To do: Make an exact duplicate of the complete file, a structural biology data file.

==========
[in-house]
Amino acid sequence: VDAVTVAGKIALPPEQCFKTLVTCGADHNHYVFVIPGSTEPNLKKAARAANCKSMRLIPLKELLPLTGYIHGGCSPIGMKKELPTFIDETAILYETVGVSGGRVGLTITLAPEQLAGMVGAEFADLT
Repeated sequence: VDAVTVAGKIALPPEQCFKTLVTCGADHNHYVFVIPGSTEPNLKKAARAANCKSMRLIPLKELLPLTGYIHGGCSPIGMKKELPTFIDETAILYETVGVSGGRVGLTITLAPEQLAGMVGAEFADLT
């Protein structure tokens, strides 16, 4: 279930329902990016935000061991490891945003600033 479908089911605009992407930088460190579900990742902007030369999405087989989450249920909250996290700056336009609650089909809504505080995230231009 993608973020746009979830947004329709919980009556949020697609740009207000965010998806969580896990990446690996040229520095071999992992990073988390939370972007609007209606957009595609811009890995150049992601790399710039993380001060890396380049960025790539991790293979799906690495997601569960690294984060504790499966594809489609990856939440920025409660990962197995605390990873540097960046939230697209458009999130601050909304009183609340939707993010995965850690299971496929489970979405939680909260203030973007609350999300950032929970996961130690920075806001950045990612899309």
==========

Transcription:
[in-house]
Amino acid sequence: VDAVTVAGKIALPPEQCFKTLVTCGADHNHYVFVIPGSTEPNLKKAARAANCKSMRLIPLKELLPLTGYIHGGCSPIGMKKELPTFIDETAILYETVGVSGGRVGLTITLAPEQLAGMVGAEFADLT
Repeated sequence: VDAVTVAGKIALPPEQCFKTLVTCGADHNHYVFVIPGSTEPNLKKAARAANCKSMRLIPLKELLPLTGYIHGGCSPIGMKKELPTFIDETAILYETVGVSGGRVGLTITLAPEQLAGMVGAEFADLT
């Protein structure tokens, strides 16, 4: 279930329902990016935000061991490891945003600033 479908089911605009992407930088460190579900990742902007030369999405087989989450249920909250996290700056336009609650089909809504505080995230231009 993608973020746009979830947004329709919980009556949020697609740009207000965010998806969580896990990446690996040229520095071999992992990073988390939370972007609007209606957009595609811009890995150049992601790399710039993380001060890396380049960025790539991790293979799906690495997601569960690294984060504790499966594809489609990856939440920025409660990962197995605390990873540097960046939230697209458009999130601050909304009183609340939707993010995965850690299971496929489970979405939680909260203030973007609350999300950032929970996961130690920075806001950045990612899309």